Maths and Statistics - David Malone- Maynooth University
Will we ever end daylight saving time?

Prof David Malone, Department of Mathematics and Statistics, discusses why the clocks went back at the weekend and why they were not supposed to

The clocks went back at the weekend meaning that wintertime is well and truly here. However it wasn't supposed to be this way. According to a vote by the European Parliament in 2019, the final clock change was supposed to be spring of this year, which would have meant us staying as were last week.

So what's going on? David Malone from Maynooth University joined the Today With Claire Byrne show on RTÉ Radio 1 to discuss the state of our clocks. (This piece includes excerpts from the conversation which have been lightly edited for length and clarity - full discussion can be heard above).

As Malone points out, daylight saving time has a long history. "There was proposals over a hundred years ago to sort of start saving daylight. The idea was that in the summer, the sun was getting up so early, we could get up earlier and we could make better use of the time. That didn't really have any force until people needed to save energy during the First World War. So the Germans brought it in, in about March 1916, and then it came into the UK that May and, of course, that affected us as we were part of the UK at the time."

However if the European Parliament voted to scrap daylight saving time, why are we still adjusting our clocks and watches twice a year? "I think the EU maybe knew it was going to be complicated, but I think there was a push that this was seen as a simple thing that maybe the EU could move on. They did a big poll in 2018 and found that daylight savings wasn't very popular with people. I guess if you ask people do they like having to get up an hour earlier in the spring, nobody really thinks that's a popular thing to do.

"But getting everybody sorted afterwards if you decide you're going to get rid of it, that's like a Brexit question, where you decide you want to leave the EU, but how are you going to leave the EU? The question here is what does everybody do if we stop doing daylight savings, and that still hasn't really been figured out yet."

Speaking of Brexit, the border on this island has had a say in proceedings. "I know the Irish government here has decided that we're going to oppose ending daylight savings because of the risk of having two time zones on the island of Ireland. We have lots of people who work across the border, and they'd either have to be getting up an hour before the rest of their families or coming home an hour late, and that's not really a great option for people. I think the UK, the last time somebody asked, indicated that it was going to continue doing daylight savings. There's always a little bit of patriotism around time zones and the UK, being the home of Greenwich Mean Time. would have an attachment to daylight saving."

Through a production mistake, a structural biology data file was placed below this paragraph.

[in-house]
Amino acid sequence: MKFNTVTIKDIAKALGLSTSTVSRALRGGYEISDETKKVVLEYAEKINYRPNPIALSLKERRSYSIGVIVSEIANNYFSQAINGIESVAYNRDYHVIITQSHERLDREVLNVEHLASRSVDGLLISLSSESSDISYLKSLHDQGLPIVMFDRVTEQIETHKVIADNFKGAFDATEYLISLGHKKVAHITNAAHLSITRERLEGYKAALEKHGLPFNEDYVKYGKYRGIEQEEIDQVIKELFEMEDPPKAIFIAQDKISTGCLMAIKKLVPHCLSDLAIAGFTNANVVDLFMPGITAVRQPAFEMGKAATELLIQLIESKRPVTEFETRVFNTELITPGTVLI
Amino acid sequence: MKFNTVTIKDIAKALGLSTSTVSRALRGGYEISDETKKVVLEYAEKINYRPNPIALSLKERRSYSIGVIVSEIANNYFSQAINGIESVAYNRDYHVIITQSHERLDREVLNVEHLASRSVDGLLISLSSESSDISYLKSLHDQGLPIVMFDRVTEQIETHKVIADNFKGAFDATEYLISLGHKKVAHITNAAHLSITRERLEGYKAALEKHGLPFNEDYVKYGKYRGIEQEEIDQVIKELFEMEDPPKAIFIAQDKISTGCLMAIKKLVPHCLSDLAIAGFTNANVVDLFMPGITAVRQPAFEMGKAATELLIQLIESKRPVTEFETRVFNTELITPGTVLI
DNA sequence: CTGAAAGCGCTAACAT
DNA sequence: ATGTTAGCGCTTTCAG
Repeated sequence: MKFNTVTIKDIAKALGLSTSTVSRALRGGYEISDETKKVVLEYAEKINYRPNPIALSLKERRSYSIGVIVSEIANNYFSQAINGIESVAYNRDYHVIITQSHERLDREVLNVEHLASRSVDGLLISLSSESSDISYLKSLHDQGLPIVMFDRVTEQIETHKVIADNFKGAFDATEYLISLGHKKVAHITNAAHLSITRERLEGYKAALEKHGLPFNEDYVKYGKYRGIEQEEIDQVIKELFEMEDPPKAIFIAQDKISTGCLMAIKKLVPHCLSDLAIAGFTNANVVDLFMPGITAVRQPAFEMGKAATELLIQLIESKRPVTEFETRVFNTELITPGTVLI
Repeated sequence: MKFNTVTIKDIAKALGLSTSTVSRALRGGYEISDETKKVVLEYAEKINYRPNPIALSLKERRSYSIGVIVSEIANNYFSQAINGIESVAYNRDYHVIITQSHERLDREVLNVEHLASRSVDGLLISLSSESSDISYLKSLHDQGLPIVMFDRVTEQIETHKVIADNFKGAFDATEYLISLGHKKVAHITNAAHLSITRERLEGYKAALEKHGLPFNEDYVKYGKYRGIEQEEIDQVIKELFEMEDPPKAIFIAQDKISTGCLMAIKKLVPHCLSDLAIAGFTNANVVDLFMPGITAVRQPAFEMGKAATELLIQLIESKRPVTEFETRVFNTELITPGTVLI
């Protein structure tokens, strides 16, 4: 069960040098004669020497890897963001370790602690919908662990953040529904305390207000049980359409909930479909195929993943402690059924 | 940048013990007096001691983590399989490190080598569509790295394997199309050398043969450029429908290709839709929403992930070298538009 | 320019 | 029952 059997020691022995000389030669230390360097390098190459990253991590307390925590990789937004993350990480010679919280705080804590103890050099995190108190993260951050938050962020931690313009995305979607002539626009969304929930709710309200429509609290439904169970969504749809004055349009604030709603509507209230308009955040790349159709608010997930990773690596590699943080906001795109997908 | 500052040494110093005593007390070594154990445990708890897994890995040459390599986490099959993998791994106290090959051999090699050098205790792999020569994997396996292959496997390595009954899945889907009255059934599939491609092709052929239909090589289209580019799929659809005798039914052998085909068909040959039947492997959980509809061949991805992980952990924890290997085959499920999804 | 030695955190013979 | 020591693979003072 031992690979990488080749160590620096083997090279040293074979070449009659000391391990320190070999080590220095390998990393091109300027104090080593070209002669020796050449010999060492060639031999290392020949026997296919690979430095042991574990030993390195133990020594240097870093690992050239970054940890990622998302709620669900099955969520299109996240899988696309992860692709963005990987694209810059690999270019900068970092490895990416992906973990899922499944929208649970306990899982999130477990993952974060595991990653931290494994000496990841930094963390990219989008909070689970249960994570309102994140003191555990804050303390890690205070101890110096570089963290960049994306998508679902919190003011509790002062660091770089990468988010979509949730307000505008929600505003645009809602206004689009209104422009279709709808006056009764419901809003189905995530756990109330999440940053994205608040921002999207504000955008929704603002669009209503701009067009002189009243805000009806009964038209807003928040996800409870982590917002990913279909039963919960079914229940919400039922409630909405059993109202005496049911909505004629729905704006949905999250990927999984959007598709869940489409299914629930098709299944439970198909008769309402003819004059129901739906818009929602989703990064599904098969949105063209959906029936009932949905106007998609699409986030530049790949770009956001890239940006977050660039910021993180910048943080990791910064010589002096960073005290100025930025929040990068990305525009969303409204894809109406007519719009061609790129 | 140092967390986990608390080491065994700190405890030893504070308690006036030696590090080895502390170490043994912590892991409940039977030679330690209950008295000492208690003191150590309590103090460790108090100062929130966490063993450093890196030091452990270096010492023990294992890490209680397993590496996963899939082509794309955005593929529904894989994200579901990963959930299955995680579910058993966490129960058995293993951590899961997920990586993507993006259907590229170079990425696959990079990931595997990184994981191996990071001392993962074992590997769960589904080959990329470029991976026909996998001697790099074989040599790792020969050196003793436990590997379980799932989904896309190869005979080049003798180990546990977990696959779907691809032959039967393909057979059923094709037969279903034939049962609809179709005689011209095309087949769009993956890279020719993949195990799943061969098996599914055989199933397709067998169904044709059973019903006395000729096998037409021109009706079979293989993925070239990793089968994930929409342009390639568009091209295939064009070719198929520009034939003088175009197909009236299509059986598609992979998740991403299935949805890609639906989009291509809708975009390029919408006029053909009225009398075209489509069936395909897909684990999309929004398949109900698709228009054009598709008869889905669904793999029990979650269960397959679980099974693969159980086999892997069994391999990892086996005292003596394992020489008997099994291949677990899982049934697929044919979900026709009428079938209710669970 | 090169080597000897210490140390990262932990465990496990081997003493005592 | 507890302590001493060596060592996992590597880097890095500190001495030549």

If we do stop acting the eejit with our clocks, we need to decide if we're going all in on summertime or wintertime, says Malone. "If we stay on summertime, which sounds very nice because we think of the nice long evenings in the summer, you have to play that off against the very dark winter mornings, which I guess, we're kind of trying to avoid with going to wintertime. If we stayed in summertime for the whole year, sunrise would actually be after 9.30am in Dublin for basically all of December and a bit of January. And if you happen to live in Sligo where you're a bit further west, sunrise would be after 9.30am for all of December and all of January.

"We actually tried this from 1969 to 1971. There was an experiment when Ireland and the UK were thinking about joining the EU, and for those years we stayed on summertime for the whole time. Initially, everybody thought it would be a great idea, but pretty soon, once you go through a winter with those very late sunrises, everybody starts to change their mind.

"Before 1916 in fact, we were in a time zone of our own centred on Dublin and then the time zones moved to be centred on London because Ireland moved on to GMT. Then when we moved to do summertime as well, we really have our time zones centred over on Poland. In a way, our time zone has been drifting west, anyway, and it's probably not a good idea to let it drift too far west."

It's not just an issue in Europe and Malone talked about the brilliantly named Sunshine Protection Act, which is proposed in the United States modeeled after a 2018 Florida bill of the same name. "Florida is way further south than we are, and this whole length of day changing is to do with how far away from the equator we are. We feel these things much more than people in even the south of Europe, and then Florida is going to be even further south again. They want to stay on summertime for the whole year, which again, sounds like a nice prospect. You're sort of associating summer with all the nice weather and so on.

"But, again, you need to be a bit careful. In fact, a lot of this nice research from the US has been able to check that if you're very far west in your time zone and you are dragging yourself out of bed early, even in sort of south near the equator, that also has health impacts. Getting out of bed too early can increase the rate of cancer, diabetes and things like this. In fact, it's better to have a time zone that's closer to the wintertime.

"The sort of natural inclination is to go for summertime because we all like to go out for those sort of evening walks or be able to do our sports in the evening during the extra hours in the summer, but it doesn't translate quite so well in the winter. It's a difficult question that needs to be resolved.

(Front photo by Jon Tyson on Unsplash)